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December, 2013:

Odd Lots

Excerpted From Old Catholics

Cathedral Demonstration Turns to Riot

(AP) Violence erupted at a noon-hour protest in front of Holy Name Cathedral, as demonstrators from the liberal Catholic organization Christ With Us traded taunts with counter-demonstrators from the reactionary conservative group Voluntas Dei. The march, targeting the recent moratorium on marriage annulments announced by Pope Pius XIII on November 27, began peacefully, but descended into fistfights that spilled into the street near Wabash and Superior about 11:45 AM.

Chicago’s Cardinal Peter Luchetti quelled the riot by addressing the crowd through a police megaphone. Police arrested twelve of the demonstrators, who were charged with disorderly conduct and reckless endangerment. Two were later charged with criminal destruction of property. Numerous demonstrators were injured, seven requiring hospitalization.

Cardinal Luchetti later met with representatives from the two protesting organizations in his office at the Diocesan complex. No details of the meeting were released.

Tensions between liberal and conservative factions in the Roman Catholic Church have been running high since the Pope’s unexpected announcement and promise of an encyclical on the indissolubility of Catholic marriage…

Rob again scanned the headline piece from Friday’s Chicago Tribune and tossed the paper back on one of Suzy’s end tables. There would certainly be more in Sunday’s edition, much more, especially now that reporters were doggedly searching for anyone who might have been there and could provide a provocative quote.

Rob had turned his cellphone off and yanked the cord from his answering machine in annoyance after the twentieth call. Merciful God in heaven, what were the chances? To one side of the news item was a photo of Cardinal Peter Paul Luchetti with his hand on the forehead of the young injured woman from Voluntas Dei. To the other side was a photo of Peter speaking into a police megaphone, at his elbow a befuddled-looking middle-aged man in a gray overcoat. The caption was peculiar, not only for what it stated but for what it left out: “Cardinal Peter Luchetti spoke to the crowd through a police megaphone shortly after violence broke out, accompanied by his seminary friend, former priest Robert Prendergast of Chicago.”

He had given his name to no one. And where was Suzy? The photo had been cropped to exclude her completely, even though she had been standing perhaps a foot behind him.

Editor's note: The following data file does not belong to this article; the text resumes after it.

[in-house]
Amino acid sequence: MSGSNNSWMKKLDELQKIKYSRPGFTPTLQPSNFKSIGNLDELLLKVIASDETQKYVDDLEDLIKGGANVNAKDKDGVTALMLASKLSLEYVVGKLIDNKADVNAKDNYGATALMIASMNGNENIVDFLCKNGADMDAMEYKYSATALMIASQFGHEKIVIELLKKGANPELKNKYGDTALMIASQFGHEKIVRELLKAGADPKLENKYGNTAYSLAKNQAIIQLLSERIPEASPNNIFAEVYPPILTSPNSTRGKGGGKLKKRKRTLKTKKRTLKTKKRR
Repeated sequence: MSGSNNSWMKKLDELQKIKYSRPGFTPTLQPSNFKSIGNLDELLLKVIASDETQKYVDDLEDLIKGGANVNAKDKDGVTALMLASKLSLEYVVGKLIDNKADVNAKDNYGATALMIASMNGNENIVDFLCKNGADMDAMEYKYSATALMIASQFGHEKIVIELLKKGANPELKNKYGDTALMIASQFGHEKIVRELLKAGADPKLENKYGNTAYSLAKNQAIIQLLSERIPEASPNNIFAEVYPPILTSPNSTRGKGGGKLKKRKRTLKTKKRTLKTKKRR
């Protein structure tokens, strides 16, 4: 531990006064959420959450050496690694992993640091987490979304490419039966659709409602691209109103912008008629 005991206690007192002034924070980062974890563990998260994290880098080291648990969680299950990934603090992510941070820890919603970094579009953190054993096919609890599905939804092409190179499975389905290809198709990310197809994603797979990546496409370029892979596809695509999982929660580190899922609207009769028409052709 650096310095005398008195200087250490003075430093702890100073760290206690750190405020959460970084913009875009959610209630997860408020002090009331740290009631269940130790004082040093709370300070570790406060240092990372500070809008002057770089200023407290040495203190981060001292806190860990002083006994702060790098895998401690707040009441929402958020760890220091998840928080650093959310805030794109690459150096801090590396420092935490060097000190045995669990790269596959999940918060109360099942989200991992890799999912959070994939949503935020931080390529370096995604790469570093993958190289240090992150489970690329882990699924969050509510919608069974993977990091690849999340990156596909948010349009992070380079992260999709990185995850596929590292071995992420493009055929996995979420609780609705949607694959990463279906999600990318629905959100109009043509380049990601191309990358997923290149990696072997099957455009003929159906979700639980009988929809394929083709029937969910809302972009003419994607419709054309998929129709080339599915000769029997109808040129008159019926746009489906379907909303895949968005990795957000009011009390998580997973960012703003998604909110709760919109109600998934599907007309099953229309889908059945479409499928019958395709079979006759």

“Rob, stop staring at that paper!” Suzy had an ancient blown-glass ornament in each hand, and the pile of boxes labeled “Shiny Brite” was growing on the carpet by her bare feet. There were cookies in the oven and a new log on the fire, and it smelled very much like Christmas. Rob put down his brandy snifter of eggnog (spiced up and fortified with some very good Scotch whisky) and took the ornament that Suzy held out to him.

“They cut you out of the picture,” Rob said in protest, edging around Suzy’s half-decorated balsam tree to confront a bare spot with the ornament.

“Like I need that kind of attention.”

“But why me and not you?” Rob tucked the ornament onto a vacant branch, touching it with one finger to make sure it could swing freely.

“Resigned priests are hot right now!” Maria said, and laughed. From her place on the stepladder she stretched to reach the 8-foot tree’s tip with the little plastic angel she held. “Get an interview on The Talk and you could land a national book deal. You could be famous. Give me a year or two to get in with a big New York house, and I’ll even publish your book.”

Maria Farella was finishing up her master’s work in journalism at the University of Chicago, intending to build a career in publishing. Like her mother, she was intense, but did not have Suzy’s sense of irony. Rob had never met her before his return from Indianapolis, and still wasn’t sure when to take her seriously.

“I don’t want to be famous. I want to marry your mother, and…” Rob paused, thinking about those still-unmentioned incardination papers.

“…and still be a priest.” Suzy bent down to pick up another ornament. “All we have to do is crack the vows thing.”

Maria backed down off the stepladder. Rob had never met Joe Farella but knew that he must have been tall: His formidable daughter was at least 5’11” in her Christmas toe socks, and towered over Rob and Suzy both. “Poor angel,” she said, hands on hips, sizing up her work on the decorations so far. “We’ve stuck a tree up her butt every year now for how long, Mama?”

Suzy looked up toward the top of the tree. “Christmas 1979. Find me a treetop ornament in the shape of Pope Pius XIII and I think we’ll let her retire.”